Welcome to our August newsletter.
July was the month that bought us further remarkable shenanigans at Westminster, resulting in the demise of Boris as PM and the subsequent jockeying for position to enter number 10. It was also the month that searing temperatures from the continent literally brought what was left of the UK transport system that wasn’t on strike, to its knees, with buckled rail tracks and molten runways just part of the problems being faced.
Between these extraordinary July events I was entering the second week of the Masterpiece London show June 30th – July 6th, itself a red-hot event that resulted in the demise of over 50% of my exhibits, with record sales to new and existing clients from across the globe. I left London and the looming heatwave on Thursday 7th and was so grateful to be home walking Teddy on the beach prior to the meltdown.
I would like to take this opportunity to thank all of the friends and clients, old and new, that visited me during the 9 days, and in particular those that had ventured thousands of miles to be with us, it was also lovely to see some of the team that had so diligently assisted me in preparing the exhibition catalogue, including Emma our excellent photographer, Mieko my trusted Japanese researcher and Sophie and Frances from 2Covet, I know they had a much-deserved enjoyable day out.
This little Piggie went to market, this little piggie never came home!!
Patron and curators evening rather unexpectedly kicked off with a flurry of sales, some to an existing valued client, including the market fresh Ikkoku and Ozeki vases at plates 31 & 33, as well as sales to new clients. Thankfully the pre fair nerves had settled and we were certainly up and running. This trend continued with multiple sales on Wednesday, the actual preview day, where the undoubted star of the show was the Wild Boar Okimono, artist signed by Atsuyoshi for the Maruki company. He must have been photographed a hundred times and could have sold a dozen times in that day alone, the new lucky owner is now housing him in a historic landmark building in Wiltshire, we look forward to a picture of him in his new surroundings.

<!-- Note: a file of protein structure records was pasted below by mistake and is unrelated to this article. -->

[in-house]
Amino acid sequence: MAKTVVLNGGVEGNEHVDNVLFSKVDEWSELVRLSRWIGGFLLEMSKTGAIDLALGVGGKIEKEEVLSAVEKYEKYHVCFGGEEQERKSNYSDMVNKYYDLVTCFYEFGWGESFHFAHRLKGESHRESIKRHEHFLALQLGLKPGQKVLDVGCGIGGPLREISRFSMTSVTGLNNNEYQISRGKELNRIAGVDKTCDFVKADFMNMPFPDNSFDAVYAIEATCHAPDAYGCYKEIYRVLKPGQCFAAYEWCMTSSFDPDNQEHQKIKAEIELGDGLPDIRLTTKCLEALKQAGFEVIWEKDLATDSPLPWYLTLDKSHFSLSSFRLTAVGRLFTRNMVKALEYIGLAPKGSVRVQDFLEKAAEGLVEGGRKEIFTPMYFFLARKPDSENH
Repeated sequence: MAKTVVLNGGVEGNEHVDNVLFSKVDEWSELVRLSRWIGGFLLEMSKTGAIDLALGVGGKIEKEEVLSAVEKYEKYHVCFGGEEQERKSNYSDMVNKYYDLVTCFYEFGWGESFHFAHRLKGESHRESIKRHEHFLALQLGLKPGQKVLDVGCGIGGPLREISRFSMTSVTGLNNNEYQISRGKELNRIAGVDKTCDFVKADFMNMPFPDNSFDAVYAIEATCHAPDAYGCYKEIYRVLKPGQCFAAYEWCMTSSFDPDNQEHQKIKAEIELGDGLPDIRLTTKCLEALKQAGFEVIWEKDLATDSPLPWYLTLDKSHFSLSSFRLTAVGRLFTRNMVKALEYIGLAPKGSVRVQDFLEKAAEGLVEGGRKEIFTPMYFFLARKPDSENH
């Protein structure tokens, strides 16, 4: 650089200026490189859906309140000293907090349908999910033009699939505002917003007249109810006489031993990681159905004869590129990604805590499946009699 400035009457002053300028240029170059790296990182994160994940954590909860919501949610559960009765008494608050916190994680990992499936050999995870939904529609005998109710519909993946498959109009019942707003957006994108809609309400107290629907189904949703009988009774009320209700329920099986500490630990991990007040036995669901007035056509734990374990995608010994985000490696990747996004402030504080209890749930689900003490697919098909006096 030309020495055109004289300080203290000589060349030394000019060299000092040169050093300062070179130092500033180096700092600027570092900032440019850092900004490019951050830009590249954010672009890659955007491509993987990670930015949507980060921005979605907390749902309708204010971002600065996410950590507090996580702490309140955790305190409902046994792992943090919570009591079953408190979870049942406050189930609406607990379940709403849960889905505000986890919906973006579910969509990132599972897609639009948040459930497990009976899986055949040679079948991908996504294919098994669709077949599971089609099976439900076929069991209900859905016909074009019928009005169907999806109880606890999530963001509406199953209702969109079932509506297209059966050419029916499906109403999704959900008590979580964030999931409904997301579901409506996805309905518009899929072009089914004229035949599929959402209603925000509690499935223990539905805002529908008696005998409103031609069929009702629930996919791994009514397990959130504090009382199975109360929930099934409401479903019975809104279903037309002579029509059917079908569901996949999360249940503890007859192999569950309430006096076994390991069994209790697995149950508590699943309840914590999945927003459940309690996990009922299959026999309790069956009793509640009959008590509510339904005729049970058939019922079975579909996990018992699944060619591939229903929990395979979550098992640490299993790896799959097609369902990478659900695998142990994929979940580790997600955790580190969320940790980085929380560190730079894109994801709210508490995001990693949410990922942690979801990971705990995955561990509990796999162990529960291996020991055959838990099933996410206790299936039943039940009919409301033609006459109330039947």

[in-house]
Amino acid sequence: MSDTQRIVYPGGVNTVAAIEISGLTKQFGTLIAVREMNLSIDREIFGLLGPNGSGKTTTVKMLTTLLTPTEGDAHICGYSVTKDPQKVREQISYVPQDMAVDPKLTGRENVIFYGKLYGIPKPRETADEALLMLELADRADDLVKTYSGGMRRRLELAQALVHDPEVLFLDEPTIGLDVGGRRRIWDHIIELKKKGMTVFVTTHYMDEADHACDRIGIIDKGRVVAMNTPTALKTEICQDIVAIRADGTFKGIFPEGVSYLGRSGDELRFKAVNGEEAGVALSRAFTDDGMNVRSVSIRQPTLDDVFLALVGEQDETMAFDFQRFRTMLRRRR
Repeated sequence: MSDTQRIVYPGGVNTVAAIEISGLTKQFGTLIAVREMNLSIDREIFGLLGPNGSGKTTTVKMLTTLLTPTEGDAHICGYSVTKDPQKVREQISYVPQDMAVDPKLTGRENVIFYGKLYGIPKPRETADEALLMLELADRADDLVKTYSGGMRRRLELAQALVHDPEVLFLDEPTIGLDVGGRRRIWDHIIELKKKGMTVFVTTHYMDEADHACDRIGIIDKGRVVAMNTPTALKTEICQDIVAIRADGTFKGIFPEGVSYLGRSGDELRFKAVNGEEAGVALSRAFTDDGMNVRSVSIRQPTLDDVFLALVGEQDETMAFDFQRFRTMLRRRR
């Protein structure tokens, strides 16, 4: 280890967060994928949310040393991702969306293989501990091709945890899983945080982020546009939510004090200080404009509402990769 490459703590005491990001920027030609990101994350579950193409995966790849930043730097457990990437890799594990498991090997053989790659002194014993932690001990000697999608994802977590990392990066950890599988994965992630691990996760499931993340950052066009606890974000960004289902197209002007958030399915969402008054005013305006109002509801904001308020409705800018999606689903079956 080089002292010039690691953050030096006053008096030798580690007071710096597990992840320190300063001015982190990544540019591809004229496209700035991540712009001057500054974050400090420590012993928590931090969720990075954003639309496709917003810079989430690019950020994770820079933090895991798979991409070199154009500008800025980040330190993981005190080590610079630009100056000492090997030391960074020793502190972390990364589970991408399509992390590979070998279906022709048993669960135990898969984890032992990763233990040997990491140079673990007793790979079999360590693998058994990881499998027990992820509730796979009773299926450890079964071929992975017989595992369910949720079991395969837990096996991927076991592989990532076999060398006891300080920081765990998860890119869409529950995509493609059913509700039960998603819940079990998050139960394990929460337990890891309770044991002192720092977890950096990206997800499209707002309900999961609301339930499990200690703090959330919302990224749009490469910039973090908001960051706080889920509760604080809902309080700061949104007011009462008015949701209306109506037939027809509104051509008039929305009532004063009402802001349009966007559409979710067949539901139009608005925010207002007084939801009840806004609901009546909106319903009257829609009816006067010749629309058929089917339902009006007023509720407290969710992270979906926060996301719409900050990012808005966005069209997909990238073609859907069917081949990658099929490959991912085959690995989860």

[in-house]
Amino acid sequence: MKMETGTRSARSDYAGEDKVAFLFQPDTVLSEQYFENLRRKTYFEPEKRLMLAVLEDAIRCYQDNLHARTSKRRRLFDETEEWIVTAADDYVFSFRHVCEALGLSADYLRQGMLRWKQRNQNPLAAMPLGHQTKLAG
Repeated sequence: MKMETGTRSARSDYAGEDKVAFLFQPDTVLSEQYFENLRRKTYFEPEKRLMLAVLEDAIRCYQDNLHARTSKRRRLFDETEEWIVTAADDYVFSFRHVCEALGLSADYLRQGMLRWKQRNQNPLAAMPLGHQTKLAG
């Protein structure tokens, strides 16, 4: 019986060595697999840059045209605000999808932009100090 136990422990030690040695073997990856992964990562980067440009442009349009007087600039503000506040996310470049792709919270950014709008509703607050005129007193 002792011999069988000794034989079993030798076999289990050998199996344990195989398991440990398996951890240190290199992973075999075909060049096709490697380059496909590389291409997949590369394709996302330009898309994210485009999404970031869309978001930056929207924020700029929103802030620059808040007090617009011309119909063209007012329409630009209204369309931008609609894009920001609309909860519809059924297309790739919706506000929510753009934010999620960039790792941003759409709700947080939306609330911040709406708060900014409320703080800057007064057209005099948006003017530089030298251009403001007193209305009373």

Other preview day highlights included the sale of these two important mixed metal works by Hagiya Katsuhira 1804-1886, both completely different styles of work but equally delightful in many ways. The iron wall panel displays an enchanting scene of typical Japanese taste, whereas the silver mounted table screen houses a central roundel that can only be described as breath-taking metalwork. Katsuhira was a very highly regarded former sword fitting maker now turning his skills towards works for the export market, boy oh boy could he produce sensational mixed metal techniques.
The pieces were spotted by new visiting clients who were an absolute pleasure to deal with, following a fun filled exchange and a little bit of persuasive pencil sharpening it was eventually decided that these two pieces would remain together. What a fitting tribute to the skills of this artist, coupled with the discerning eye of these much-valued clients.
Other notable sales to overseas visitors included the Silver Carp Okimono finding a new home in Dubai, the sensational Shibayama box, formerly in the Tomkinson collection now finding a new home with a long standing Asian client, and the finely cast silver incense burner in the form of a Shi Shi Dog, artist signed by Kazumi, eventually finding its way to a new client in the USA.
In this instance the visitor in question had seen the Koro on preview day as we chatted briefly about various Japanese works of art in his collection, however it was not until the following week after he returned home to the USA, that he contacted me for further information and a WhatsApp video of the piece in situ at the show.
Clearly the impressive Koro (or my videography skills) had made a lasting impression on this collector, after agreement on price, and reassurance on our fully insured delivery procedures I am pleased to say that this fine Koro is now residing on that client’s desk in the USA. His testimony upon safe receipt was to tell me that “he loves it”, which was music to my ears.
I did however warn him, as I have warned several others before, that once the passion for Japanese works of art, and in particular metalwork, “gets under your skin” there is no removing it !!
Take a look at our Masterpiece highlights video here :
Naturally there are still some fantastic artworks for sale, and with Limited edition hard copy Masterpiece catalogues now available for delivery, at a cost of just £20, primarily to cover some of the production charges and the increased postal costs, why not take a look for yourselves.
Order your copies at firstname.lastname@example.org
In other news I am delighted to announce the long-awaited launch of my new website: https://steveslyjapaneseart.com
I am really pleased with the fresh design and a host of up-to-date features that will soon include videos of my latest products and a shopping basket area for secure payment by card.
As always, I will be happy to discuss any item in person and arrange fully insured delivery, layaway deposit options, and will consider any items you may wish to free up space or finances in order to refine your collection.
Enjoy browsing the new site and I look forward to your enquiries as well as your much valued feedback.
Our next event is The Chelsea Antiques and Fine Art Fair at the old town hall in the trendy Kings Rd, November 2nd – 6th, a small boutique event compared to the grandiose Masterpiece, but equally enjoyable for exhibitors and visitors alike, and this year actually hosting multiple award winning Masterpiece exhibitors.
You will receive complimentary invitations nearer the time and I look forward to seeing many of you there.
Enjoy the Summer break whatever you are doing.